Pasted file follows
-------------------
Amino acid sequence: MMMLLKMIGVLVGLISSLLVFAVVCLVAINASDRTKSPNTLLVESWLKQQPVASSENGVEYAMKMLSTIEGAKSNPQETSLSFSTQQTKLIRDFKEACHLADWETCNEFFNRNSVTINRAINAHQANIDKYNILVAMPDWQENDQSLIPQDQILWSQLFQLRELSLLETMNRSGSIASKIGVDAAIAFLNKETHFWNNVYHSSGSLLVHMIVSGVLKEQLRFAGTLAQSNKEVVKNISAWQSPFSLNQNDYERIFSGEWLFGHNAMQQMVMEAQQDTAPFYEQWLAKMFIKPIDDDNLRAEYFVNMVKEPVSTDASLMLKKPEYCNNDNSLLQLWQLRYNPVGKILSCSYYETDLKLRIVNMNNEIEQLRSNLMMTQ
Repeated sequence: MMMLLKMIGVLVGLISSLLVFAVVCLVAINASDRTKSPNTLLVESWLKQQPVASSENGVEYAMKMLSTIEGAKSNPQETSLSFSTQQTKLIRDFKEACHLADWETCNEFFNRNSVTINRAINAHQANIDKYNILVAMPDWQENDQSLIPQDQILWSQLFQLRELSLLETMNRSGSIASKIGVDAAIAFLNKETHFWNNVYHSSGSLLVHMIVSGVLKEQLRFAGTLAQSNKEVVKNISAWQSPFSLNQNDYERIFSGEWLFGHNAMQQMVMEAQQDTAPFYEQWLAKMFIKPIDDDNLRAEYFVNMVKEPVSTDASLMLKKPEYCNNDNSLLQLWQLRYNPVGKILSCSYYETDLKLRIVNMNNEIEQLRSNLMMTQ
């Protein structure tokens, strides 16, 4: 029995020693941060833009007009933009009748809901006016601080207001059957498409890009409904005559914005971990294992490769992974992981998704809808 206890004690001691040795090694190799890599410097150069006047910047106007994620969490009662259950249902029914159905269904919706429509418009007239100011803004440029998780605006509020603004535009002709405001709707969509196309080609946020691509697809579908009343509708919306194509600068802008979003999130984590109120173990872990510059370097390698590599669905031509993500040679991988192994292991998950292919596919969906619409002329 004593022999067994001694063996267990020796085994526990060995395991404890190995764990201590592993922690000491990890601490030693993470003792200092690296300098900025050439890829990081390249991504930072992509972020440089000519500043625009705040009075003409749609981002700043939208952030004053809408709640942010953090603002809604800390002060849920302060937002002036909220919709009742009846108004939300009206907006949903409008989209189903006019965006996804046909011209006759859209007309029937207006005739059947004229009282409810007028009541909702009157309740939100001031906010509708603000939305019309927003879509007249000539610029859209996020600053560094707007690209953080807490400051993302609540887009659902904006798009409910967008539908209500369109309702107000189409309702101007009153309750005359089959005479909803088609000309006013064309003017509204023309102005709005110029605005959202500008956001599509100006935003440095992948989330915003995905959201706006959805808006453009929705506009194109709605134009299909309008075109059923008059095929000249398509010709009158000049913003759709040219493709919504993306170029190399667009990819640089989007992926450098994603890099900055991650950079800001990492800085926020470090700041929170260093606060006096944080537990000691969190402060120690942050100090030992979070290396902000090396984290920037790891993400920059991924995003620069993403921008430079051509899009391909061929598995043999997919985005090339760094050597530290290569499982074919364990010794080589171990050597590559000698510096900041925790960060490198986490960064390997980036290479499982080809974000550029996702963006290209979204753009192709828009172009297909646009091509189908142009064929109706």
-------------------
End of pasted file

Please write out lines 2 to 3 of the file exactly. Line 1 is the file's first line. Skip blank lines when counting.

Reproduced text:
Repeated sequence: MMMLLKMIGVLVGLISSLLVFAVVCLVAINASDRTKSPNTLLVESWLKQQPVASSENGVEYAMKMLSTIEGAKSNPQETSLSFSTQQTKLIRDFKEACHLADWETCNEFFNRNSVTINRAINAHQANIDKYNILVAMPDWQENDQSLIPQDQILWSQLFQLRELSLLETMNRSGSIASKIGVDAAIAFLNKETHFWNNVYHSSGSLLVHMIVSGVLKEQLRFAGTLAQSNKEVVKNISAWQSPFSLNQNDYERIFSGEWLFGHNAMQQMVMEAQQDTAPFYEQWLAKMFIKPIDDDNLRAEYFVNMVKEPVSTDASLMLKKPEYCNNDNSLLQLWQLRYNPVGKILSCSYYETDLKLRIVNMNNEIEQLRSNLMMTQ
């Protein structure tokens, strides 16, 4: 029995020693941060833009007009933009009748809901006016601080207001059957498409890009409904005559914005971990294992490769992974992981998704809808 206890004690001691040795090694190799890599410097150069006047910047106007994620969490009662259950249902029914159905269904919706429509418009007239100011803004440029998780605006509020603004535009002709405001709707969509196309080609946020691509697809579908009343509708919306194509600068802008979003999130984590109120173990872990510059370097390698590599669905031509993500040679991988192994292991998950292919596919969906619409002329 004593022999067994001694063996267990020796085994526990060995395991404890190995764990201590592993922690000491990890601490030693993470003792200092690296300098900025050439890829990081390249991504930072992509972020440089000519500043625009705040009075003409749609981002700043939208952030004053809408709640942010953090603002809604800390002060849920302060937002002036909220919709009742009846108004939300009206907006949903409008989209189903006019965006996804046909011209006759859209007309029937207006005739059947004229009282409810007028009541909702009157309740939100001031906010509708603000939305019309927003879509007249000539610029859209996020600053560094707007690209953080807490400051993302609540887009659902904006798009409910967008539908209500369109309702107000189409309702101007009153309750005359089959005479909803088609000309006013064309003017509204023309102005709005110029605005959202500008956001599509100006935003440095992948989330915003995905959201706006959805808006453009929705506009194109709605134009299909309008075109059923008059095929000249398509010709009158000049913003759709040219493709919504993306170029190399667009990819640089989007992926450098994603890099900055991650950079800001990492800085926020470090700041929170260093606060006096944080537990000691969190402060120690942050100090030992979070290396902000090396984290920037790891993400920059991924995003620069993403921008430079051509899009391909061929598995043999997919985005090339760094050597530290290569499982074919364990010794080589171990050597590559000698510096900041925790960060490198986490960064390997980036290479499982080809974000550029996702963006290209979204753009192709828009172009297909646009091509189908142009064929109706």